Stealthy sotong and awesome octopuses of Singapore's seagrass meadows

A squid with a glue gun on its butt is commonly seen in Singapore! Our seagrass meadows are  indeed home to fascinating squids, cuttlefishes and octopuses.
Slender seagrass octopus
The Slender seagrass octopus is hardly bigger than a sea star
but is commonly seen on Changi and other Northern shores.
Here's a glimpse at what you can see, if you look carefully. Most are only active at night, and many can change their colours and patterns to blend in with their surroundings.

Many different kinds of 'sotong' or squids and cuttlefish find shelter among the seagrass meadows. They are not fish! They belong to the same group as snails and clams. Unlike them, squids and cuttlefishes are jet-propelled predators. Squids and cuttlefish squirt a jet of water to zoom off in the opposite direction. They can move in any direction, but move fastest backwards.
Glittering cuttlefish (Sepiella inermis)
Glittering cuttlefish
Relying on speed, squids and cuttlefish do not have a thick, heavy outer shell. Their shells are reduced to lightweight bones inside the body. In squids, the bone is thin and narrow. In cuttlefish, the bone is a  flat surfboard riddled with tiny gas-filled chambers. By controlling the amount of gas in the cuttlebone, the cuttlefish can control its buoyancy.
Cuttlebone - internal skeleton of a cuttlefish
Cuttlebones are often seen washed up on the shore.
Cuttlebones are sold in pet shops as a source of calcium for caged birds.
Disappearing Ink: When alarmed, squids and cuttlefish may squirt a cloud of 'ink'. The ink may contain substances that affect the senses of other sea creatures. The inky clouded water also allows it to make a getaway. Sometimes, mucous is also released that 'holds' the ink into a shape that distracts the predator.
Curvespine cuttlefish (Sepia recurvirostra) inking
Curvespine cuttlefish
Armed and Dangerous: Squids and cuttlefish have eight arms. These arms are short and stout, with suckers along their entire length. Some have toothed suckers and hooks for an even better grip. In addition to the eight arms, squids and cuttlefish also have a pair of tentacles. These may be twice as long as the arms, are thinner and have spoon-shaped tips. Only the tips have suckers. A squid or cuttlefish uses these two longer tentacles to grab prey. These tentacles shoot out and retract in an eye blink, bringing the prey within the grasp of the eight shorter arms which firmly grip the prey for the killing bite with its sharp beak.
Glittering cuttlefish (Sepiella inermis)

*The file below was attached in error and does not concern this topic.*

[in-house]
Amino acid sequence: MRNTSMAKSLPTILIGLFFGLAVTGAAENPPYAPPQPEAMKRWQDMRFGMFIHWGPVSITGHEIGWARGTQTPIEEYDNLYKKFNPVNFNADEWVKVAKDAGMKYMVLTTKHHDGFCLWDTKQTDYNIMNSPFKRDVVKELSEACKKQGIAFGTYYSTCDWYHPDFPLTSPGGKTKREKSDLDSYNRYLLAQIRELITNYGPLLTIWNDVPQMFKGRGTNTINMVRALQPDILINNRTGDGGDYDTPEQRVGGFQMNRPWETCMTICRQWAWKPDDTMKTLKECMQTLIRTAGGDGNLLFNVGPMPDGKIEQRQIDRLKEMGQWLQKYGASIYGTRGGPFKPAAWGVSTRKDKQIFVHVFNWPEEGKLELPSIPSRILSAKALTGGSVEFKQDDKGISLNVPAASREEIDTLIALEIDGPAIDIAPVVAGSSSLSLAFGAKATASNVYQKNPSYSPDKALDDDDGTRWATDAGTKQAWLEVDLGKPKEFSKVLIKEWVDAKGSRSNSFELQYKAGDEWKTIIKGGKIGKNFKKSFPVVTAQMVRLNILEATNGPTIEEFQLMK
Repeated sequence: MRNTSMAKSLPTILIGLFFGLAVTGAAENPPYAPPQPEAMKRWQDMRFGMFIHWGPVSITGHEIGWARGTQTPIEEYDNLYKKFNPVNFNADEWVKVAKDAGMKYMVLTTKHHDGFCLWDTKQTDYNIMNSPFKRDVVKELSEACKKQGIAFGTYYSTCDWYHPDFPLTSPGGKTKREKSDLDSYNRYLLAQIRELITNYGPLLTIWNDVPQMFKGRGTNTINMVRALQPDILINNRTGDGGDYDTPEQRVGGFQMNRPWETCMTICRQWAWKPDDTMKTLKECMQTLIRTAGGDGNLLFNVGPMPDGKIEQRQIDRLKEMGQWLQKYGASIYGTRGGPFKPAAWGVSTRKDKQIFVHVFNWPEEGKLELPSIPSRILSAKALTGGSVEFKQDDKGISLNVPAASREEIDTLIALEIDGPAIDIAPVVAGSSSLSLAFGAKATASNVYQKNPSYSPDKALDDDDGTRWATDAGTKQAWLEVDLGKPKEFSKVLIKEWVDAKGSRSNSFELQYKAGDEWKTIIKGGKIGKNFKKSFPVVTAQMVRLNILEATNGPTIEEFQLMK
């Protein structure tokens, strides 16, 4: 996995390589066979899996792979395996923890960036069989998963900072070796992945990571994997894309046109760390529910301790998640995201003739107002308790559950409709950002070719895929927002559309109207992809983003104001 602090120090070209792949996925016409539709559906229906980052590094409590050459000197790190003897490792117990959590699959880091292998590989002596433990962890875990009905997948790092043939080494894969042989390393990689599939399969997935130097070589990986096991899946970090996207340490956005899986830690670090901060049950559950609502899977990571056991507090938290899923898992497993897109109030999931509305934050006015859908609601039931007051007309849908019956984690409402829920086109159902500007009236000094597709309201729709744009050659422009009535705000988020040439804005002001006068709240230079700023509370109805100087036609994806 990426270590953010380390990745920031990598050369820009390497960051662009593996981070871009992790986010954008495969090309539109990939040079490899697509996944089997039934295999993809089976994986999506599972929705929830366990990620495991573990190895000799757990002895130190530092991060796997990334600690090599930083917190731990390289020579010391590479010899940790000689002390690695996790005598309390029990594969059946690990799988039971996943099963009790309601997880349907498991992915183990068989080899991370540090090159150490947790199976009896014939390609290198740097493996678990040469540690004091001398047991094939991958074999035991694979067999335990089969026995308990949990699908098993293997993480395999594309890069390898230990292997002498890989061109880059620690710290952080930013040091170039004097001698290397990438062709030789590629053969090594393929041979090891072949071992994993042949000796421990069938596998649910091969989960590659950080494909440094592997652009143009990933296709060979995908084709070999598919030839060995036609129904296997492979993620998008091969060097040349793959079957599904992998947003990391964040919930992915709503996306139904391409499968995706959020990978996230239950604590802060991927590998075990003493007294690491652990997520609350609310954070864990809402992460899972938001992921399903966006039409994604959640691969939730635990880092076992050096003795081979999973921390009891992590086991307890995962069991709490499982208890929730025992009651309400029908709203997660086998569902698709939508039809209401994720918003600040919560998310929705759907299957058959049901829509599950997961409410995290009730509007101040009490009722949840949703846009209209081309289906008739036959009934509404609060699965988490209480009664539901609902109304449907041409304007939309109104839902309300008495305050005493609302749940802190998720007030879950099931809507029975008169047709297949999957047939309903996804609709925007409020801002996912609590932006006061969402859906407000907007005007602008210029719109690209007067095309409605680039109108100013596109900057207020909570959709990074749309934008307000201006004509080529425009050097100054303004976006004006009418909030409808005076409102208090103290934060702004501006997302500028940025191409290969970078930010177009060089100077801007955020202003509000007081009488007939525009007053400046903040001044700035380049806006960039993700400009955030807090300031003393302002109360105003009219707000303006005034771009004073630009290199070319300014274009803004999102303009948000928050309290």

The Pygmy squid has a glue gun on its butt. This is how it lurks among the meadows, with its butt stuck on a seagrass blade while its deadly tentacles are ready to snatch nearby prey. It can catch and eat shrimps half as big as itself! This tiny creature doesn't get any bigger than about 1cm long.
Oil-slicked Tanah Merah: Pygmy squid (Idiosepius sp.) eating a shrimp
Bobtail or bottletail squids are generally rather spherical with a pair of rounded fins that make them look a little like an aquatic version of Dumbo the Flying Elephant!
Bobtail or Bottletail squid (Sepiolida)
Bobtail or bottletail squid
Squids and cuttlefishes lay egg capsules. Some egg capsules look like small tear-drop shaped capsules joined together in a 'string' attached to a firm structure or surface such as a tubeworm's tube or sea fans.
Cephalopod egg capsules on tube worm
Egg capsules attached to a tubeworm tube.
The capsules are black but become transparent just before the babies emerge as miniatures of the adults.
Cephalopod egg capsules
Attached to a sea fan.
There are also octopuses among our seagrass meadows. Many are well hidden in empty shells and litter on our shores.
Big-head seagrass octopus
Big-head seagrass octopus hiding in a pot.
An octopus searches for prey mostly at night, spreading out its eight long arms to feel into crevices for crabs, prawns, snails, clams and other such morsels. The highly flexible arms have strong suckers to grip objects so that the octopus can slowly 'creep' over the surface as it stealthily investigates all hiding places (octopuses use jet propulsion when they are in a bigger hurry).
Big-head seagrass octopus with eggs
This Big-head seagrass octopus appears to be carrying strings of eggs.
The arms are joined together near the head with webbing. An octopus uses this webbing like a net. For example, to envelope a little mound of rubble where some small titbit might be hiding. When the prey attempts to escape, it is literally surrounded by octopus! Prey is killed with a bite of its sharp, hard beak. It is often then hauled back to the octopus' den for a leisurely meal.
Slender seagrass octopus
Slender seagrass octopus

Don't touch the octopus!

Octopuses bite! Although octopuses have a hard beak, they don't chew their food. Digestive juices are injected into the prey which soften the tissues. Some can inject a toxin with their beaks. The tiny Blue-ringed octopus (Hapalochaena maculosa) - which has a toxin deadly to humans -  is recorded for Singapore, but not commonly seen. Still, it is best to avoid touching any kind of octopus. Especially small ones.

Where can I see these animals in Singapore?

They are most common in seagrass meadows on our Northern shores, e.g., Changi, Pasir Ris. One of the best ways is to join intertidal walks by NParks at Chek Jawa, Pulau Ubin. Or check out these opportunities to explore our shores through walks, or during volunteer work for our shores.

Here's more about Singapore's seagrass meadows and how you can visit them and make a difference for them.

Learn more about Singapore's squids and cuttlefishes and octopuses on the wild fact sheets on wildsingapore.

This article first appeared on the wild shores of singapore blog.

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